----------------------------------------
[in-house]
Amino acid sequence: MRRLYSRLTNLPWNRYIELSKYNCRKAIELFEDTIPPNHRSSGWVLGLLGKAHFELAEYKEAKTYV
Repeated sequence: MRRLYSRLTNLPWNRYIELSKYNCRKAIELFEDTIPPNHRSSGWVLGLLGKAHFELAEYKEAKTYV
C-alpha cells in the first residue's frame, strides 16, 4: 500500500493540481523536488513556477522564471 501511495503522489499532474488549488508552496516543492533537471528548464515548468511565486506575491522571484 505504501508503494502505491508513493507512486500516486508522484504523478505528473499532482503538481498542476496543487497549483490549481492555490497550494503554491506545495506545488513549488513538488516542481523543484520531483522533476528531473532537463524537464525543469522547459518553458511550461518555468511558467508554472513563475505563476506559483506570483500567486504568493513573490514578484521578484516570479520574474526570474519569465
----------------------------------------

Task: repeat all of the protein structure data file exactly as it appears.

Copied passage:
[in-house]
Amino acid sequence: MRRLYSRLTNLPWNRYIELSKYNCRKAIELFEDTIPPNHRSSGWVLGLLGKAHFELAEYKEAKTYV
Repeated sequence: MRRLYSRLTNLPWNRYIELSKYNCRKAIELFEDTIPPNHRSSGWVLGLLGKAHFELAEYKEAKTYV
C-alpha cells in the first residue's frame, strides 16, 4: 500500500493540481523536488513556477522564471 501511495503522489499532474488549488508552496516543492533537471528548464515548468511565486506575491522571484 505504501508503494502505491508513493507512486500516486508522484504523478505528473499532482503538481498542476496543487497549483490549481492555490497550494503554491506545495506545488513549488513538488516542481523543484520531483522533476528531473532537463524537464525543469522547459518553458511550461518555468511558467508554472513563475505563476506559483506570483500567486504568493513573490514578484521578484516570479520574474526570474519569465